Cal-Coast defaults on $25M loan tied to marina homes in San Leandro

JV between city and developer hits headwinds on finding a construction loan

Cal-Coast defaults on $25M loan tied to land approved for 206 homes in San Leandro
Cal-Coast Development's Edward Miller and San Leandro mayor Juan González III with 2599 Fairway Drive, San Leandro (City of San Leandro, LinkedIn, Juan González for Mayor)

Cal-Coast Development has defaulted on a $24.9 million public loan tied to land approved for more than 200 homes on the waterfront in San Leandro.

The Los Angeles-based developer led by Edward Miller became delinquent on the loan linked to 15.9 acres at 2599 Fairway Drive, within a larger Monarch Bay Shoreline development, the San Jose Mercury News reported.

In late 2022, the City of San Leandro provided the loan to Cal-Coast when it bought the land for  $29.9 million. The default may allow the city to seize the land through foreclosure.

Plans by Cal-Coast call for 206 for-sale homes, including 144 single-family homes and 62 townhouses, including 21 affordable units.

It’s part of a 75-acre Monarch Bay Shoreline redevelopment of the city marina along Monarch Bay Drive, between Marina Boulevard and Fairway Drive.

The joint development between Cal-Coast and San Leandro includes 491 for-sale homes and apartments, a 210-room hotel, a 16,000-square-foot restaurant, a 2,500-square-foot library and a revamped nine-hole golf course. It also includes a market, shops and a 9-acre waterfront park.

The development agreement was inked in 2020, but the project stalled during the pandemic.

Financing for the nearly 16-acre portion included a $5 million down payment to San Leandro, with no cash from the city. That allowed Cal-Coast to seek construction financing for the more than 200 homes.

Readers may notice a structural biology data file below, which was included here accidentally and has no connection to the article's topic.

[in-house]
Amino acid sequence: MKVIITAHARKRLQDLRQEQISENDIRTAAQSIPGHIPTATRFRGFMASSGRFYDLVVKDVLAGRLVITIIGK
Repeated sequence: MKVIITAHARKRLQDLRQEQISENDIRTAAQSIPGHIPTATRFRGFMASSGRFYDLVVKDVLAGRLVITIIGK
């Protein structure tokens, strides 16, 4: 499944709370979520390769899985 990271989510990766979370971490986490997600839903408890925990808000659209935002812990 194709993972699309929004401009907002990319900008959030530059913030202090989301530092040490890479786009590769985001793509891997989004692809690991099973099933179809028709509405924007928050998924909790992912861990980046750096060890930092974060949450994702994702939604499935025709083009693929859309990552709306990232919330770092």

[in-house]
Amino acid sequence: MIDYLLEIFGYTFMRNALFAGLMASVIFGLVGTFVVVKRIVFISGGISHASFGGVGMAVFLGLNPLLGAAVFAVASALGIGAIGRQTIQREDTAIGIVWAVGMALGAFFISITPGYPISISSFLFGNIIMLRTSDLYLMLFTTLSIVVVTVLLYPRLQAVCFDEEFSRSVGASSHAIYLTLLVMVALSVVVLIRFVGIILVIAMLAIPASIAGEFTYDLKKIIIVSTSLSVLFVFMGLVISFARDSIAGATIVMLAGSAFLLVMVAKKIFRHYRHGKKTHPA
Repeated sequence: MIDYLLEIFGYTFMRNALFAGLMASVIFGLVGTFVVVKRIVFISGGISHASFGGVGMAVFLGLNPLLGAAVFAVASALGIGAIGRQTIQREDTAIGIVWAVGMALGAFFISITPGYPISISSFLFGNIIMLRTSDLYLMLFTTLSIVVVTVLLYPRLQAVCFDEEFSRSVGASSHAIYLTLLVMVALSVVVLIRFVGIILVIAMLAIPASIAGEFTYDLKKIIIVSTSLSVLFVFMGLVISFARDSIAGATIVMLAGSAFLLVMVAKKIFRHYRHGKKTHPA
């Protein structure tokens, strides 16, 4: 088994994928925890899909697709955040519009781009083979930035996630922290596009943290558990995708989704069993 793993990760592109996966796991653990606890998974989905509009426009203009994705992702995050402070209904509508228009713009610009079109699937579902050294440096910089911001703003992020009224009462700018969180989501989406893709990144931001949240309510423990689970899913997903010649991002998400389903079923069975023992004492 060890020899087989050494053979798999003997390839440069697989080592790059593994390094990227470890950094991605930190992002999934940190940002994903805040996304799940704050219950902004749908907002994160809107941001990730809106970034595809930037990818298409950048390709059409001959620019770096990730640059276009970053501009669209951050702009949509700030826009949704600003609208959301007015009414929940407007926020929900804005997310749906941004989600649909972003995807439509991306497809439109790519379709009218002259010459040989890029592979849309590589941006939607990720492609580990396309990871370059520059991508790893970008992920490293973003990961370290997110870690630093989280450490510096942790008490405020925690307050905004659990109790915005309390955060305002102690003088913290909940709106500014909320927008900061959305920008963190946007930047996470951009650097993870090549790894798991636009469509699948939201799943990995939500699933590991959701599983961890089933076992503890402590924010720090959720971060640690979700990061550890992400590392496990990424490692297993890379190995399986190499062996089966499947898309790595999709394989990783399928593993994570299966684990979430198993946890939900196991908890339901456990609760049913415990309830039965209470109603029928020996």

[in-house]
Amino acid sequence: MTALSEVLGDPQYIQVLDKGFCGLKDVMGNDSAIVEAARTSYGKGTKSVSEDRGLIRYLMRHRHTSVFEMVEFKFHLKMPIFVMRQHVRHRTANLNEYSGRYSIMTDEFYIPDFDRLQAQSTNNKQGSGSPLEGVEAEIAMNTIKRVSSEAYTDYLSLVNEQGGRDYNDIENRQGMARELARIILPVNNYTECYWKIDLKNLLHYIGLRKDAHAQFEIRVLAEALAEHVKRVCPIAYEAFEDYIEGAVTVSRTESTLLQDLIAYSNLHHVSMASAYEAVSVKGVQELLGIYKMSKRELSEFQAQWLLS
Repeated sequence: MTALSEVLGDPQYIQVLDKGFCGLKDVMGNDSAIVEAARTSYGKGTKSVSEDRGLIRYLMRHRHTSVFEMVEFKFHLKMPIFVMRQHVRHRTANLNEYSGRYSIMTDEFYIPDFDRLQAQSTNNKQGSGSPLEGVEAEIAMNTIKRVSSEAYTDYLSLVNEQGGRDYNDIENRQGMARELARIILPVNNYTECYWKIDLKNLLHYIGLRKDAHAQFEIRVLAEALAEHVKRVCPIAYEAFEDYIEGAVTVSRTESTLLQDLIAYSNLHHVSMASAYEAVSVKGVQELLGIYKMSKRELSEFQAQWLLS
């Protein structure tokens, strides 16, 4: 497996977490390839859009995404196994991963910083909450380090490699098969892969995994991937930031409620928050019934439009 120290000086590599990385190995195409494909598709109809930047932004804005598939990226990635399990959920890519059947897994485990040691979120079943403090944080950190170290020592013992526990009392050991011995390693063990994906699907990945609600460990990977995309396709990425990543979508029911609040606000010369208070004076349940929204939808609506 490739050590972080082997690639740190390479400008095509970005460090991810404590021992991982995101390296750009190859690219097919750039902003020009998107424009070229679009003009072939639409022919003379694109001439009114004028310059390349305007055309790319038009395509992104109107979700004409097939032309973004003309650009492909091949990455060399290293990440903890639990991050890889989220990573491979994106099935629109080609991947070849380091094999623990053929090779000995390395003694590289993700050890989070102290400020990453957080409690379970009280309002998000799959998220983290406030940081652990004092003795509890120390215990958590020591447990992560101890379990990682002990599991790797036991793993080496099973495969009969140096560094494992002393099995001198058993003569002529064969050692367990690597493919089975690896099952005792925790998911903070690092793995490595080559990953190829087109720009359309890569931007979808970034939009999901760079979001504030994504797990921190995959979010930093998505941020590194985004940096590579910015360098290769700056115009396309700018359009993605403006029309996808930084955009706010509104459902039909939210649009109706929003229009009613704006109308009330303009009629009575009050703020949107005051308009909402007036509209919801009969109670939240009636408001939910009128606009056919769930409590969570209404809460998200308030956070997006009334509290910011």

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Cal-Coast made payments on the public loan until January, when it fell into default. 

Despite the mortgage delinquency, the East Bay city is trying to come up with a plan to save the project, Paul Sanftner, a spokesman for the city, said.

“The city is currently working with the developer to address the project’s financing,” Sanftner told the Mercury News in an email.

The developer and the city were supposed to complete the property purchase by the end of 2022 to comply with the state Surplus Lands Act. Then the developer hit economic headwinds, making it tougher to land a construction loan.

“With interest and inflation rates rising markedly and an uncertain economic outlook, lenders have become more cautious and limited in their lending activity, opting to ‘sit on the sidelines’ for the remainder of 2022,” Katie Bowman, San Leandro’s economic development director, wrote in a staff report late that year.

San Leandro began looking to redevelop its marina in 2008 when it lost federal funding to dredge the incoming channel, and the city chose to dismantle the docks to make way for homes.

— Dana Bartholomew

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